Nowadays, the manufacturing of aerospace composite structures is done in a high-tech production environment using robotic equipment for processing and assembling aerospace (sub) structures. The certification according to stringent airworthiness requirements is done based on these automated and controlled manufacturing processes. But in case of damages to these composite structures, repair can only be done by manual repair processes. These are less reproducible compared to the automated and controlled manufacturing processes.
The challenge is to develop automated repair methods and processes with a reproducibility similar to the manufacturing processes. To reach this target, a lot of fundamental and industrial research work needs to be done. Shortening the repair time is necessary because the amount of time an aircraft can stay on the ground for repair is limited. Automation is necessary to shorten the repair time and allow for customised replacement of the material by working with very accurate lasers.
Innovation Track 6: Automating the repair process
The aim of this project is the automation of the abrasion process. As a result, in the repair process, the automated removal of the damaged composite material including coating will be many times faster than by manual removal.
Three methods will be selected and evaluated in the project:
- Water jet abrasion
- Laser ablation
Innovation track 6 has been split between NLR and Fokker Services. NLR focusses on milling and water jet abrasion, while Fokker Services focusses on laser abrasion. All three methods are used to remove composite material and to create a scarfed pocket around the damaged area. The repair will take place by adhesive bonding of a cured or prepreg patch into the pocket.
Milling & water jet abrasion
NLR has investigated the automation of the milling process by evaluating the available milling robot (MobileBlock from DMGMORI) and water jet equipment (from AWJ). Both methods have proven that the technology works to mill cut-outs (scarfed and stepped). However, there are practical implications to use the equipment on curved surfaces or on smaller structures due to the size of the tooling and/or processing time.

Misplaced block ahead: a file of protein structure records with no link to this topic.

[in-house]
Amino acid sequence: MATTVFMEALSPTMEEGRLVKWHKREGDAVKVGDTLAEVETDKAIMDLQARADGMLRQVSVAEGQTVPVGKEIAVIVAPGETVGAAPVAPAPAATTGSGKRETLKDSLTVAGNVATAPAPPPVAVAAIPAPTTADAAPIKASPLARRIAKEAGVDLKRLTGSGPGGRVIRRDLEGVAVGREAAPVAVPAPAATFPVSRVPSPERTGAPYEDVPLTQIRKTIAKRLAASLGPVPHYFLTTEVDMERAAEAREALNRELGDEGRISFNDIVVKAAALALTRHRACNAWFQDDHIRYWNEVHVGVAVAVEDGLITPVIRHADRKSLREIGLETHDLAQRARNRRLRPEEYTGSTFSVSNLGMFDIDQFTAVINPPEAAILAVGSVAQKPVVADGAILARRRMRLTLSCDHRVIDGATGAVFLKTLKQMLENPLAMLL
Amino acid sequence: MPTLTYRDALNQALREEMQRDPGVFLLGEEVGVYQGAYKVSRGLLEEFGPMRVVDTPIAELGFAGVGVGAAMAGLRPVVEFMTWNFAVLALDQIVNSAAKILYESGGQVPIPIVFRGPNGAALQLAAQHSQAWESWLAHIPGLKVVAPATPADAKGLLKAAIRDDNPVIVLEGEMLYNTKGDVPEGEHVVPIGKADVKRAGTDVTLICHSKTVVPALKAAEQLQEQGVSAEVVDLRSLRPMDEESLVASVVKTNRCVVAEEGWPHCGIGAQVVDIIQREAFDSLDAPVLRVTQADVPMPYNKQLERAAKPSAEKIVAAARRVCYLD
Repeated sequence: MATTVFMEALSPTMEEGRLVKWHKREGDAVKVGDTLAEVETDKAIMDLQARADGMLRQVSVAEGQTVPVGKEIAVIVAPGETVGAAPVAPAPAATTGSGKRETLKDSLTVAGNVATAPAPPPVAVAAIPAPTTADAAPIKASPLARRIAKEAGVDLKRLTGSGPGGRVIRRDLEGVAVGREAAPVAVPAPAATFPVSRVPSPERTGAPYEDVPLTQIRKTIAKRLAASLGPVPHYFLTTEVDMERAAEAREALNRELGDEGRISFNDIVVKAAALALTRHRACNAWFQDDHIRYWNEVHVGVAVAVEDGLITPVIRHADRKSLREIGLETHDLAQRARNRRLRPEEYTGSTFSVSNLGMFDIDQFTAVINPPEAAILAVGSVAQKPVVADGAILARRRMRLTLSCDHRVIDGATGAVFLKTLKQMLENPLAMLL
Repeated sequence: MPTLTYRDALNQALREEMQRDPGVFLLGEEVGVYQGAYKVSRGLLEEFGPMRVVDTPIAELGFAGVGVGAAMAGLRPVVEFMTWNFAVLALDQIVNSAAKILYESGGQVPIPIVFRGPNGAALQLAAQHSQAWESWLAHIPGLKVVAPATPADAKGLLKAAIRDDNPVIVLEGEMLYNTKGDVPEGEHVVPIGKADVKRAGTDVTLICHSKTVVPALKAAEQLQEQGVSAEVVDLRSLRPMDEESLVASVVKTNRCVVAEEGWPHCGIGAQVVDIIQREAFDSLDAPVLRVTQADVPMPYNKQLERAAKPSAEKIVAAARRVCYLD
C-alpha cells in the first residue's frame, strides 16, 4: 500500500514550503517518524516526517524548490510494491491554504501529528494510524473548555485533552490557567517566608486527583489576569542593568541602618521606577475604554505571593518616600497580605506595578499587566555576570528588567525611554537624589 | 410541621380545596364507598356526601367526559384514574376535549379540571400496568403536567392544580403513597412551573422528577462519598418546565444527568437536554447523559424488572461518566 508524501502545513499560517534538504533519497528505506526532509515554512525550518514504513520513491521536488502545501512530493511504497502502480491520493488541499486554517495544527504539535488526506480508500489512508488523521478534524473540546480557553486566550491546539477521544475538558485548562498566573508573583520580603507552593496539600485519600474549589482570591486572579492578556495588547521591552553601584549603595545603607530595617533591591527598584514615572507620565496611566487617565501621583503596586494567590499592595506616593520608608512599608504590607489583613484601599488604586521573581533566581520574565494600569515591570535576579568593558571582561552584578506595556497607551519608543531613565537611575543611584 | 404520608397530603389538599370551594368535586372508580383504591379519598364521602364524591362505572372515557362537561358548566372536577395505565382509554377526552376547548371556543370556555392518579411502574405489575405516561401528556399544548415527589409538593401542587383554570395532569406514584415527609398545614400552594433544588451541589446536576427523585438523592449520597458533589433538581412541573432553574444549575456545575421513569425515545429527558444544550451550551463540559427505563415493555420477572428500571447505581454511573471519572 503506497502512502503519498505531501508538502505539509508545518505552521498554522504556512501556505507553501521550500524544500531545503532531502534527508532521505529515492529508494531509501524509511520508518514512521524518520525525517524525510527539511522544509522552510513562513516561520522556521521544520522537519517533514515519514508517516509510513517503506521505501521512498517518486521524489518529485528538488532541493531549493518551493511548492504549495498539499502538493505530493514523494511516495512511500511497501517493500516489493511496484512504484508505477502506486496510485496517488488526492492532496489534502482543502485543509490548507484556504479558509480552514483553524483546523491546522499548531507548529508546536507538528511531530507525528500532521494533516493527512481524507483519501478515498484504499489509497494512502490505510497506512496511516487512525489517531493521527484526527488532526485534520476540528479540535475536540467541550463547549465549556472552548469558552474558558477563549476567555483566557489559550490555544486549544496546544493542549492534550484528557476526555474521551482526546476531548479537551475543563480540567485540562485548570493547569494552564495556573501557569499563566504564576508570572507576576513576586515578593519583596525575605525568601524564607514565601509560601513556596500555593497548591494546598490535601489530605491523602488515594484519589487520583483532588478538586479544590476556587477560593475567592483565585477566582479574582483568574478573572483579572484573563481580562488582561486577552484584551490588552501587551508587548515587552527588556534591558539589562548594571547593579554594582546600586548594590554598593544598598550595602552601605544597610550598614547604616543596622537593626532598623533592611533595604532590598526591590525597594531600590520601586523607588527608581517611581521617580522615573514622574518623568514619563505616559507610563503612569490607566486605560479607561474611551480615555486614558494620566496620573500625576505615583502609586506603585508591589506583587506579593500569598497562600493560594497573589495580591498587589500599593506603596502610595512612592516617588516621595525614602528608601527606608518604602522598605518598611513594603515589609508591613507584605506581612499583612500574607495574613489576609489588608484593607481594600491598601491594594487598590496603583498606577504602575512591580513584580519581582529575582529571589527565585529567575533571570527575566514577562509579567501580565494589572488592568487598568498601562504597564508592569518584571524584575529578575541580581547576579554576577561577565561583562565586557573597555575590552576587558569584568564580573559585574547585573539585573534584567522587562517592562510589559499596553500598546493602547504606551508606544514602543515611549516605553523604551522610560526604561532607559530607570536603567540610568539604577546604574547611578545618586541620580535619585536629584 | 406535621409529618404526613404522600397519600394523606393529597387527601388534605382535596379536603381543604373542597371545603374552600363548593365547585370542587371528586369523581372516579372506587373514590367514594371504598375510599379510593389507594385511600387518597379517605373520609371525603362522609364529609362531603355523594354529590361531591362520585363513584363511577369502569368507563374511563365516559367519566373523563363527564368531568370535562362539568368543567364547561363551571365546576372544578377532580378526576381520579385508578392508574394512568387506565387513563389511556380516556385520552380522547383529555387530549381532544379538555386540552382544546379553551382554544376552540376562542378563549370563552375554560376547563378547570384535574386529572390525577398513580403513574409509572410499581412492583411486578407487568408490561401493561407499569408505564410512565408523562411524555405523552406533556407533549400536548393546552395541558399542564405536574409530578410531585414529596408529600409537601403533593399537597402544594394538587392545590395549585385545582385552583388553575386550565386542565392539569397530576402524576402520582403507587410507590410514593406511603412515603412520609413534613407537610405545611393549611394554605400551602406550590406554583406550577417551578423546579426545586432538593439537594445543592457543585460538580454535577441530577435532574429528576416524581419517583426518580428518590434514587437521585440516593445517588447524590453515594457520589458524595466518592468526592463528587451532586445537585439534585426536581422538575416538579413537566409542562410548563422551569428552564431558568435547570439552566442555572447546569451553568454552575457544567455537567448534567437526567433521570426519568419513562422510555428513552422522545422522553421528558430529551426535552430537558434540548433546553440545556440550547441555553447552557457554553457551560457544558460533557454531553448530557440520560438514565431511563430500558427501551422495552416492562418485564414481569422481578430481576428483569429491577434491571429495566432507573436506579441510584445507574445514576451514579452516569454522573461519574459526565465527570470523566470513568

Currently, NLR is working on an alternative method for an automated inspection/repair procedure using thermographic inspection and sanding/milling of the damaged area. This method makes use of the Universal Robot UR16e collaborative robot (cobot) system with a sanding head and an NDI system consisting of a FLIR Infrared camera and IR lightning. A 3D geometry measuring scan system is also planned to be coupled to the cobot. The NDI data will be merged with the 3D scan data by using the technology developed in innovation track 5. This data will be used to generate the control file for the sanding head.
The third technique, led by Fokker Services, is the use of laser ablation, using a high power laser to remove surface coating such as paint and primer as well as damaged matrix/fibres of a composite structure. The laser ablation technology is developed and thoroughly investigated, showing that it is possible to create a very accurate cut-out with a clean surface that can be used for adhesive bonding without further surface treatment.
For this purpose, the available laser equipment at Fokker Services will be developed further to demonstrate the automated laser ablation technique on double curved surfaces as well. Since almost all aircraft parts are double curved, this is essential for applications on an aircraft or other equipment built from composite material. Besides, for full depth repair, the preparation for shallow repairs used for (stone) impact damages will also be investigated.
In order to make this technique accessible to the industry in a practical way, the research project will also include the development of tooling that can be used in an industrial (MRO) environment.